Israeli Protesters Illustrate How to Dissent During a Pandemic


Apr 21, 2020


Image Credit: Getty Images

Israel is showing the world how citizens can dissent amidst the Covid19 pandemic. Standing two meters apart, more than 2,800 mask-clad protesters in Tel Aviv showed up on the streets to protest the rampant corruption in the Benjamin Netanyahu administration. The April 19 anti-corruption rally showed the country’s left-wing activists — Netanyahu’s political opposition — along with his former Defence Minister waving black flags in the capital’s Rabin Square. The protest created a visual that quickly swept social media, serving as an example of a social distance-protest in the time of coronavirus.

Currently facing trial on corruption charges, Prime Minister Netanyahu has been embroiled in a scandal since December 2018, which involves accounts of him taking bribes from rich businessmen in return for political favors. In the interim, Israel has witnessed three elections, all of which failed to produce a conclusive victory for Netanyahu or his political opponents. Before the country could gear up for an inevitable fourth election, news emerged about Netanyahu having formed a unity government with one of his political opponents, Blue and White liberal political alliance leader Benny Gantz. Experts say this coalition will help Netanyahu stay in power and possibly evade prosecution on pre-existing corruption charges, making him Israel’s longest-serving leader to date.

Enraged at Gantz’s shift in allegiance, Member of Parliament Yair Lapid — who defected from the Blue and White party in March — told protesters, “You don’t fight corruption from within. If you’re inside, you’re part of it. We are here to say that we will never give in. Too many good people have already surrendered,” CNN reported.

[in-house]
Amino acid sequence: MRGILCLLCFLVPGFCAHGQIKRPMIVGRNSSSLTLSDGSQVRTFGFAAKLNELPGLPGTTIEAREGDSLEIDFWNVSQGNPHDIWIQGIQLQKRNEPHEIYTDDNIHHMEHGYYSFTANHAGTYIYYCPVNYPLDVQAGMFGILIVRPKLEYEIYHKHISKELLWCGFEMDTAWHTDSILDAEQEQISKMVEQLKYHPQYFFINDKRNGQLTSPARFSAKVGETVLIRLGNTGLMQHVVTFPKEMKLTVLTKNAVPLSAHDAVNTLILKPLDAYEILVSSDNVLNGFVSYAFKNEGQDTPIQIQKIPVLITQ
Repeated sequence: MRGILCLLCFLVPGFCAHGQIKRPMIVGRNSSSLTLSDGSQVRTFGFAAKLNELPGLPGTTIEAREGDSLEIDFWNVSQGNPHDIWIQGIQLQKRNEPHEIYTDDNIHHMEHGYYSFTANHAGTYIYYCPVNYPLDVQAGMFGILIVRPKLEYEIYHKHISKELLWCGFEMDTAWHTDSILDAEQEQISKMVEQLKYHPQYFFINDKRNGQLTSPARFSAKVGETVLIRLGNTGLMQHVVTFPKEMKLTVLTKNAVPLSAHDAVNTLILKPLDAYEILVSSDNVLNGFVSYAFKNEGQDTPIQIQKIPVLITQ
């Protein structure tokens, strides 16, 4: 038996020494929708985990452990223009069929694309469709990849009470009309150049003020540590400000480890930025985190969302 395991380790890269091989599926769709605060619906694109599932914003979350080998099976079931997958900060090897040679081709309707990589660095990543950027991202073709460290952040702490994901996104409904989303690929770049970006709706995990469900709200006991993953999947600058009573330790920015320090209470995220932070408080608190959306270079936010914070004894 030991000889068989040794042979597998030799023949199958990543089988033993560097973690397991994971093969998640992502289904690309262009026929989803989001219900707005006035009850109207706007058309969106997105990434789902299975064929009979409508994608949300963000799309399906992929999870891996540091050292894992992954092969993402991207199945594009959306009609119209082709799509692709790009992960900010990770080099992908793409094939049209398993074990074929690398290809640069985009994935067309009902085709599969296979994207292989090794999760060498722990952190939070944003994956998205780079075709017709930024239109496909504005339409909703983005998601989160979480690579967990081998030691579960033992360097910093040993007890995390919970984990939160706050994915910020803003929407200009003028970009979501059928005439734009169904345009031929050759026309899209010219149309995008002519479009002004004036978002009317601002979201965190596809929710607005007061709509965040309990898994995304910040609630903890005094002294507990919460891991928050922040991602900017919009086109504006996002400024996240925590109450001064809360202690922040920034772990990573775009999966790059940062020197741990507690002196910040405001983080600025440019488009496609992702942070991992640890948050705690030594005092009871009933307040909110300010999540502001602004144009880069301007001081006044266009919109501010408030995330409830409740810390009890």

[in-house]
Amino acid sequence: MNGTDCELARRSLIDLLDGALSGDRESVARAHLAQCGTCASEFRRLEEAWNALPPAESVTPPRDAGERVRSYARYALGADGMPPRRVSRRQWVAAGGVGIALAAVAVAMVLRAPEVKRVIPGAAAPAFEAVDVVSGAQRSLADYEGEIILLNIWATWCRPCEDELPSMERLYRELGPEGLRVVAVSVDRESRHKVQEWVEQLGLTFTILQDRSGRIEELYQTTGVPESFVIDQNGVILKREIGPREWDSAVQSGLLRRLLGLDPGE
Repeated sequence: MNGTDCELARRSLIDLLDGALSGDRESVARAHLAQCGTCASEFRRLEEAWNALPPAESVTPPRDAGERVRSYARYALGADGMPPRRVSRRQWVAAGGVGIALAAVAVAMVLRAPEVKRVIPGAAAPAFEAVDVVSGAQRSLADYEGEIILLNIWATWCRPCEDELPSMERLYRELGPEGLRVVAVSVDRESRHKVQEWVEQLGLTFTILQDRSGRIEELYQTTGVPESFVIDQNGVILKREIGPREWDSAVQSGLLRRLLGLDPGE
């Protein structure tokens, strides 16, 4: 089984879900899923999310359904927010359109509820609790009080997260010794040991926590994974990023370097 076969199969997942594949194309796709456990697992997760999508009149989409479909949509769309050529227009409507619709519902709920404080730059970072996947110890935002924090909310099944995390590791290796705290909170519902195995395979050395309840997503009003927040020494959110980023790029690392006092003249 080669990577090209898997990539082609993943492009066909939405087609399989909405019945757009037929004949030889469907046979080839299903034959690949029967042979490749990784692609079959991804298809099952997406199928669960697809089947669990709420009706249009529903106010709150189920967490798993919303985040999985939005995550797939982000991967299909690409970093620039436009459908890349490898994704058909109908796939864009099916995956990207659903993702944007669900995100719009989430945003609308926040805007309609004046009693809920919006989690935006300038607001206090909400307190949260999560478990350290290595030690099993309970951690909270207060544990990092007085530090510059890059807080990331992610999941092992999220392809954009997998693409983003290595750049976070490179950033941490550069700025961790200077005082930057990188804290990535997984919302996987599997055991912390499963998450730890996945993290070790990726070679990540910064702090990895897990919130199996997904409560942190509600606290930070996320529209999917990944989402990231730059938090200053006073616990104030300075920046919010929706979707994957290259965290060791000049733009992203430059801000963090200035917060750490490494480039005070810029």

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Criticizing the loophole that experts think will let indicted Netanyahu extend his prime ministership, Lapid added, “That’s how democracies die in the 21st century. They’re not wiped out by tanks overrunning parliament. They die from within because good people were silent and weak people surrendered. From the outside everything looks exactly the same. The parliaments stand in the same place, the police band plays the same anthem, the leader hasn’t changed. He looks the same, he sounds the same, but it isn’t a democracy anymore.”

The “Black Flag” protest was organized as Israel is slowly lifting social distancing measures across the country, giving dissenters an avenue to re-elevate concerns that had to be put on hold in light of the pandemic and subsequent lockdowns. As countries consider lifting lockdowns in certain parts of the world, the Israel protest provides a framework for public dissent in what experts portend as an increasingly socially distanced future.

Israel shows the Covid19 pandemic cannot maintain a permanent pause on issues plaguing the world’s institutions. The problems will remain; we simply need to find a way for the dissent to follow.


Written By Rajvi Desai

Rajvi Desai is The Swaddle’s Culture Editor. After graduating from NYU as a Journalism and Politics major, she covered breaking news and politics in New York City, and dabbled in design and entertainment journalism. Back in the homeland, she’s interested in tackling beauty, sports, politics and human rights in her gender-focused writing, while also co-managing The Swaddle Team’s podcast, Respectfully Disagree.


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